When it comes to money, it pays to be tactical, and doubly so during a crisis. Even the smallest of steps can help. Take, for instance, utilising Section 197 of the Income-Tax (I-T) Act to prevent deduction of excess tax. Tax deducted at source (TDS) is collected by the deductor and is remitted into the government’s account. The deductee, from whose income TDS has been deducted, is entitled to credit for the amount deducted on the basis of Form 26AS or TDS certificate issued by the deductor.
According to Rahul Garg, senior partner, tax & regulatory, PwC India, “TDS rates are prescribed under the law. These are general rates. So, TDS deduction sometimes leads to excess tax deduction, compared to the actual I-T payable by a taxpayer.”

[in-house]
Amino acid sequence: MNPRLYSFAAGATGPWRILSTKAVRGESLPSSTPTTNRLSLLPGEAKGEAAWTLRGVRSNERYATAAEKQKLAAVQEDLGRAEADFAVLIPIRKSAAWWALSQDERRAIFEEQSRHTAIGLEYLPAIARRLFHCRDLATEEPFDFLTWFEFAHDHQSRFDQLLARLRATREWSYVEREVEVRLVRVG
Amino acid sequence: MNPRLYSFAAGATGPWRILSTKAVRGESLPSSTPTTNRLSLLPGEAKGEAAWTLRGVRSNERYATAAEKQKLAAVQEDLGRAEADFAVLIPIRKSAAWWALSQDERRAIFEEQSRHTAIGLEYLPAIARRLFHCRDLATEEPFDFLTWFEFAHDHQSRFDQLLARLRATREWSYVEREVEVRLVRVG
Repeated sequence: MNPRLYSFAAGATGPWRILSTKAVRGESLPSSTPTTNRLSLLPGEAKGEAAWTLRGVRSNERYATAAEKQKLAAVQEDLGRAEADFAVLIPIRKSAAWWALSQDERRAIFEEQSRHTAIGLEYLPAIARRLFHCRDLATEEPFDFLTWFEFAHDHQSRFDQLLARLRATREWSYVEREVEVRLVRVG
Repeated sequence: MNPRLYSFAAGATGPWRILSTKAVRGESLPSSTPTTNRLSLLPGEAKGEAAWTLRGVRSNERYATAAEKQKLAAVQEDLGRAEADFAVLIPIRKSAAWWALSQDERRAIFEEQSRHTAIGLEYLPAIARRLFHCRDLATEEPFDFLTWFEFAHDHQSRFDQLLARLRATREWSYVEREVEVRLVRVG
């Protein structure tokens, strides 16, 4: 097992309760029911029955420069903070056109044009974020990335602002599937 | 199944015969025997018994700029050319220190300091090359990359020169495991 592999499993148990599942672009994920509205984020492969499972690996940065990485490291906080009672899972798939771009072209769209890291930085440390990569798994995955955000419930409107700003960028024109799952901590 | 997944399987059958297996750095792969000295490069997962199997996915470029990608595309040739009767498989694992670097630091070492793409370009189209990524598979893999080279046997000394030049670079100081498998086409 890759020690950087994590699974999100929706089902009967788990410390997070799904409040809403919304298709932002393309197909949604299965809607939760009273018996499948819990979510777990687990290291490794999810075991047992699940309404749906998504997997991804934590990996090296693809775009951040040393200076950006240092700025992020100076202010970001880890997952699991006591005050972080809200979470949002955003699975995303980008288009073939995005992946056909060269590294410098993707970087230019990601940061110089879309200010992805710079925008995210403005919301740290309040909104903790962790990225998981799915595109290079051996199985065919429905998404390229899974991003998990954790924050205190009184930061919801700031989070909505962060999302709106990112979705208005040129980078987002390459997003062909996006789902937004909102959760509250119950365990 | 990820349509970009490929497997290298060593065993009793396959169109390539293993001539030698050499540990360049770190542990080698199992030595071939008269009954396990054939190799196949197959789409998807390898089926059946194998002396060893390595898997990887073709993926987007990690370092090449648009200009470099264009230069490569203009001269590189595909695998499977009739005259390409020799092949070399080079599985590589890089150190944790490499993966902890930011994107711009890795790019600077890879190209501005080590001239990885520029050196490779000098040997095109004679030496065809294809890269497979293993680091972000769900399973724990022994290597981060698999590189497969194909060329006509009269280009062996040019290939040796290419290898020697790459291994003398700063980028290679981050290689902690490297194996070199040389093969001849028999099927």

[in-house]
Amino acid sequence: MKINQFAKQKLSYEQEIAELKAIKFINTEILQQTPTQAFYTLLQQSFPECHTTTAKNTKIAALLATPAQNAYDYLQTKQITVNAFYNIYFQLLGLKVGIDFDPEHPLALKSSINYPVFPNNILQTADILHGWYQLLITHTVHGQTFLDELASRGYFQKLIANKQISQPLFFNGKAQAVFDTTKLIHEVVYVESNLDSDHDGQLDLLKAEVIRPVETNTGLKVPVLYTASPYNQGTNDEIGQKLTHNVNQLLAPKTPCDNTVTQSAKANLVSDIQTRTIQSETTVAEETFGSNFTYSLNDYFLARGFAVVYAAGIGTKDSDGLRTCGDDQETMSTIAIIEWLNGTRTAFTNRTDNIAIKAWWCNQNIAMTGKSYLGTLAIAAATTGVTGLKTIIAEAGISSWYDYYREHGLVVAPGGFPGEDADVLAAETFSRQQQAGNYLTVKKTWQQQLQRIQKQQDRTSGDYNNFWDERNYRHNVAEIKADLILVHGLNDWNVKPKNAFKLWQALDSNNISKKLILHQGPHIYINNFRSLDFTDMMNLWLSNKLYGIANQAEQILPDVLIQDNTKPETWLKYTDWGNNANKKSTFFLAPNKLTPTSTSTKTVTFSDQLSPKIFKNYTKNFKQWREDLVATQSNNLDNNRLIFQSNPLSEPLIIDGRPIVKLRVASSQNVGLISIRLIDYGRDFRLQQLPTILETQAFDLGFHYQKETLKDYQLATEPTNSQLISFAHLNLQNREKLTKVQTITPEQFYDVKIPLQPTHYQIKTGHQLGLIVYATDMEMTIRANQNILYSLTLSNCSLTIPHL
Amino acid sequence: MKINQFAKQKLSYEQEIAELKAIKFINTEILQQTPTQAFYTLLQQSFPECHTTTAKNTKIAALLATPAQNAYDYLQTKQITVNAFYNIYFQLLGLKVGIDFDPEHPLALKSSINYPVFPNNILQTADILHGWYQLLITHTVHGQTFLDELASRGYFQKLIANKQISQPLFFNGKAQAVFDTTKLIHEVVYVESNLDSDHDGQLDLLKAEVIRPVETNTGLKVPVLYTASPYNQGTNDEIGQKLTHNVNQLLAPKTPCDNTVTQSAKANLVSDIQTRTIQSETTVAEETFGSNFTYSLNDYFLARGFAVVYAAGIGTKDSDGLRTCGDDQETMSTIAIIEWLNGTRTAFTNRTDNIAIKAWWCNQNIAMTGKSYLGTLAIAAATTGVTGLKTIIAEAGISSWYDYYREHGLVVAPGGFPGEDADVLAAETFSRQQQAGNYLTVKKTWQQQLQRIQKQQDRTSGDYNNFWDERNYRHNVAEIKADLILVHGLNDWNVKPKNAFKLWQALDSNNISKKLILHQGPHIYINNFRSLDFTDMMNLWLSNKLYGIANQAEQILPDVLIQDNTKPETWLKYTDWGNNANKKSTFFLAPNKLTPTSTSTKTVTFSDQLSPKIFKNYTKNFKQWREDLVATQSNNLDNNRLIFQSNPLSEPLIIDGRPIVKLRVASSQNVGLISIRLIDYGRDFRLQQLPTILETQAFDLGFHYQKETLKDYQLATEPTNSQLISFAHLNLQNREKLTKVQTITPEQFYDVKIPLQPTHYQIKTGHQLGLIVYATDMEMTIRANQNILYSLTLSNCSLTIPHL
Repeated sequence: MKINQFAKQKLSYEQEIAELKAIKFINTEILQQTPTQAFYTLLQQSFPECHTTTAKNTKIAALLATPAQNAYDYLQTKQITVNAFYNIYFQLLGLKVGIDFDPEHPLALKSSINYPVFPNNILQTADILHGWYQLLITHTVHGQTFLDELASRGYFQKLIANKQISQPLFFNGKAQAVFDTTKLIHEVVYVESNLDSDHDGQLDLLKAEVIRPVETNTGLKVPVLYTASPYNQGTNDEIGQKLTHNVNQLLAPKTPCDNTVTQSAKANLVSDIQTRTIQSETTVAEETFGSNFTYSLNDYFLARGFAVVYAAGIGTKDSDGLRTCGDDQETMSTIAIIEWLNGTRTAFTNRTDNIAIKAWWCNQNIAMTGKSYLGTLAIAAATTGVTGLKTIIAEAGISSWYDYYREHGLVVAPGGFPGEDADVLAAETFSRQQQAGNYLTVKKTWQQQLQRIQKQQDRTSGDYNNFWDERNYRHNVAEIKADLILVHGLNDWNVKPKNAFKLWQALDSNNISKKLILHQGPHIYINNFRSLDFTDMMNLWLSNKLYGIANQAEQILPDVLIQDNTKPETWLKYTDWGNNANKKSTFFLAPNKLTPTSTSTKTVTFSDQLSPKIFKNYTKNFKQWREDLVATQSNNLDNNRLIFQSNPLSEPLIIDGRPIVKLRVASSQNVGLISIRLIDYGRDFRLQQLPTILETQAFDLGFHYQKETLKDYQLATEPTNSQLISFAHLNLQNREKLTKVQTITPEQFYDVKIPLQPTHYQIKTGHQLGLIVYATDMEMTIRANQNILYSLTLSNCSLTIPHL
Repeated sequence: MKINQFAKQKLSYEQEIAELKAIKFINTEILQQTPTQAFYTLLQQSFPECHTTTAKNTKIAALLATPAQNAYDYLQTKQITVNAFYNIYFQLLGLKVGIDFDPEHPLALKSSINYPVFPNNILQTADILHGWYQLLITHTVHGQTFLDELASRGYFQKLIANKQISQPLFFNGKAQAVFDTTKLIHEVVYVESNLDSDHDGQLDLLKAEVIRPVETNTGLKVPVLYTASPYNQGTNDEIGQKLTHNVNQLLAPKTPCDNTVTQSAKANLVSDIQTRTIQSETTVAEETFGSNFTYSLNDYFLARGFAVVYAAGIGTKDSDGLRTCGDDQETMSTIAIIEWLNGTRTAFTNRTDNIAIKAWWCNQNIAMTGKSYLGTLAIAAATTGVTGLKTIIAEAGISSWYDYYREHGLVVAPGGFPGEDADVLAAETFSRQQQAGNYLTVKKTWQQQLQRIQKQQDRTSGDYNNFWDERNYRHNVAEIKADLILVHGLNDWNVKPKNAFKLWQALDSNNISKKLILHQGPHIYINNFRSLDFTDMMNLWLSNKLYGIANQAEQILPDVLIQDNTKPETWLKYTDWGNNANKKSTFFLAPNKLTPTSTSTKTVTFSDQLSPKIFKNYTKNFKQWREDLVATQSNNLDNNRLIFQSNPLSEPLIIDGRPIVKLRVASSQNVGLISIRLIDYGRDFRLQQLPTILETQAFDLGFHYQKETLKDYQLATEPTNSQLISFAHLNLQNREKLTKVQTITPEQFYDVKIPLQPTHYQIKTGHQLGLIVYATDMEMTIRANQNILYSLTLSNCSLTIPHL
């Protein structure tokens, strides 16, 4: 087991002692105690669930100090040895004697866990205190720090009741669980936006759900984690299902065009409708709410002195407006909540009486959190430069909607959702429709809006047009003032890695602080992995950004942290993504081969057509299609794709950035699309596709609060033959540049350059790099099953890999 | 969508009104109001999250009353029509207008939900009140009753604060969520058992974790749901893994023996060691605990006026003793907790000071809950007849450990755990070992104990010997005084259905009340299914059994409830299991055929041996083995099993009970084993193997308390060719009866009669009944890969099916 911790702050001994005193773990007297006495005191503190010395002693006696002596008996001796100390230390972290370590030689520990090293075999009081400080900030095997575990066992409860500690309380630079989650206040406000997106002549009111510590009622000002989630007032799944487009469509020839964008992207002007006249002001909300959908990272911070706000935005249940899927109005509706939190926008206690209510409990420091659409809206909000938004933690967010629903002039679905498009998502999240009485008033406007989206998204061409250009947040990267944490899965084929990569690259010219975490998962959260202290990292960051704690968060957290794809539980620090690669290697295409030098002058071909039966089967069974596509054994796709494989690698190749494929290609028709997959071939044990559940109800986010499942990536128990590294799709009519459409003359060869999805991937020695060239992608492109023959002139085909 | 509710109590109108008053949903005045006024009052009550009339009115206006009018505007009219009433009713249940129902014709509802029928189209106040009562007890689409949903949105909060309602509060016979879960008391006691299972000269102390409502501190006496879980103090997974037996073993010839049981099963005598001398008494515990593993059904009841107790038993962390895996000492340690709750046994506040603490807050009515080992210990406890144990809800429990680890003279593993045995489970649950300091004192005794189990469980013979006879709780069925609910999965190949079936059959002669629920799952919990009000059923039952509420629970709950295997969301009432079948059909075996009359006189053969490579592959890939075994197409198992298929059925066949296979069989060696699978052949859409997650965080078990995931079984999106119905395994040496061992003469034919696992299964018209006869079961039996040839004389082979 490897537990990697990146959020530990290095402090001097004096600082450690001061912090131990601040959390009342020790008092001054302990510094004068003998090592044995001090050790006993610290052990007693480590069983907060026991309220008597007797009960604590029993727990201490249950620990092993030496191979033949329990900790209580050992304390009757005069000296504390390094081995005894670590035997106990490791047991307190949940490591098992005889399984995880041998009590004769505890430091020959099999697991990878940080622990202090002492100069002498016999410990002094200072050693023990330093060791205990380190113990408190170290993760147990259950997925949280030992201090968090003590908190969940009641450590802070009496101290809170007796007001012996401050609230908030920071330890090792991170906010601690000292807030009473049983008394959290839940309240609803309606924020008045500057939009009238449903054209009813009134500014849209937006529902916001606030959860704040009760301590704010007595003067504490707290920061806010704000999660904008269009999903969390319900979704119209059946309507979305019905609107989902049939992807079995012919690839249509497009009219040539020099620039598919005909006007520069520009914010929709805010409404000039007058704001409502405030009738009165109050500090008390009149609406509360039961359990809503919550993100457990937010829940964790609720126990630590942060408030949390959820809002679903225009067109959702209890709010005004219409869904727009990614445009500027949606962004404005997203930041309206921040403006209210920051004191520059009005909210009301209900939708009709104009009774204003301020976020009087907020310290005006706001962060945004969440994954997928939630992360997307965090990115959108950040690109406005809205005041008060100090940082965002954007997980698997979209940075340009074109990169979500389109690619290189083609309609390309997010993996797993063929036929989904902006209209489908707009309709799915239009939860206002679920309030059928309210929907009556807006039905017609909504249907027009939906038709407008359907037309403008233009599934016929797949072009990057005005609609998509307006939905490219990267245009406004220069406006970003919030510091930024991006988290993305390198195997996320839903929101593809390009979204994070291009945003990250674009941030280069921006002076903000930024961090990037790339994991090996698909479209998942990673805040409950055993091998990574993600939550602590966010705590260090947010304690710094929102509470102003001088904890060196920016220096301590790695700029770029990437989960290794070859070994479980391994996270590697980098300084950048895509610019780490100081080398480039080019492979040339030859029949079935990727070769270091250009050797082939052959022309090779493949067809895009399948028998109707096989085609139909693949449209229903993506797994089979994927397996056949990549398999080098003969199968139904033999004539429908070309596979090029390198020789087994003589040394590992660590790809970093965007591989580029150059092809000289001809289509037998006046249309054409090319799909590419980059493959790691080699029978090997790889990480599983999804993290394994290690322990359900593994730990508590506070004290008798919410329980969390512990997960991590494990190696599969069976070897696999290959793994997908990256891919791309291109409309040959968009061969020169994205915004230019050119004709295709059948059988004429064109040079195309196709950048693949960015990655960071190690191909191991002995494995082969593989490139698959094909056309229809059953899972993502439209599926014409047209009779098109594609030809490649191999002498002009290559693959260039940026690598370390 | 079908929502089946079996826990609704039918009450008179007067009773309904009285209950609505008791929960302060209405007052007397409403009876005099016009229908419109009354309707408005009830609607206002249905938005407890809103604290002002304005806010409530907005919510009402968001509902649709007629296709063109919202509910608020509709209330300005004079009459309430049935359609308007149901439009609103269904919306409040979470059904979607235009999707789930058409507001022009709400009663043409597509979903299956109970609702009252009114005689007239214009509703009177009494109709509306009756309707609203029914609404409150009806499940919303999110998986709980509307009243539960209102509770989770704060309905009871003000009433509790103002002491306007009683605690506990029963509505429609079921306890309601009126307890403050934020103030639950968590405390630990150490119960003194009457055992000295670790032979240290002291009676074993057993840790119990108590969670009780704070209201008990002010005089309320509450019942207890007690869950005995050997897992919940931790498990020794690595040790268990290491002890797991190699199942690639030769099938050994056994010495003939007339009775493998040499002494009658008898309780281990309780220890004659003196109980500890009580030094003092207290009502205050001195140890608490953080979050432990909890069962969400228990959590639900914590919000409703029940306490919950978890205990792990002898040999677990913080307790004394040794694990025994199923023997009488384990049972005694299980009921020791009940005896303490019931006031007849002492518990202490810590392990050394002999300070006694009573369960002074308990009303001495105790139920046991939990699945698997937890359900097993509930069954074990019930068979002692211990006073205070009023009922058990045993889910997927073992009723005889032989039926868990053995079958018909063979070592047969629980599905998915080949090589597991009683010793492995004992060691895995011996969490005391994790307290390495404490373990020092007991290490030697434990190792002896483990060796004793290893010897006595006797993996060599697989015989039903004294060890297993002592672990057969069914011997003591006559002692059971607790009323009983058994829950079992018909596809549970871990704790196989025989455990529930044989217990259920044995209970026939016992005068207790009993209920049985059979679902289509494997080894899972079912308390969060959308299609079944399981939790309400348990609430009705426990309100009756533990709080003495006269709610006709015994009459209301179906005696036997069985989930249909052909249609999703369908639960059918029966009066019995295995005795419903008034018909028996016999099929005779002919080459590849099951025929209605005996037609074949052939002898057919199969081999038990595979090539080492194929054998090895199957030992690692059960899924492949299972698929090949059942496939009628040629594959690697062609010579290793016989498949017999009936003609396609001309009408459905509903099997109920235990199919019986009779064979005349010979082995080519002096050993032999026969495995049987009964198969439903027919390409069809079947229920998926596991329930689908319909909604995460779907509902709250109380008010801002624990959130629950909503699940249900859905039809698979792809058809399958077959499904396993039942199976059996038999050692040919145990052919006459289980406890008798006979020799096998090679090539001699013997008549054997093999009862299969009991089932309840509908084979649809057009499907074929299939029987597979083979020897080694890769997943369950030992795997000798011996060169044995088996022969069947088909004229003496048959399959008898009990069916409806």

This has a couple of consequences. First, the taxpayer’s cash gets blocked. Says Gopal Bohra, partner, N.A. Shah Associates: “Section 197 was introduced to avoid blockage of cash flow if a taxpayer’s actual tax liability is lower than the TDS. TDS is deducted on gross receipt, whereas tax is levied on taxable income computed after claiming eligible deductions or exemptions. In such a scenario, his/her tax liability may be lower than the TDS, which results in blockage of funds until the I-T department issues a refund while processing his/her tax return.”
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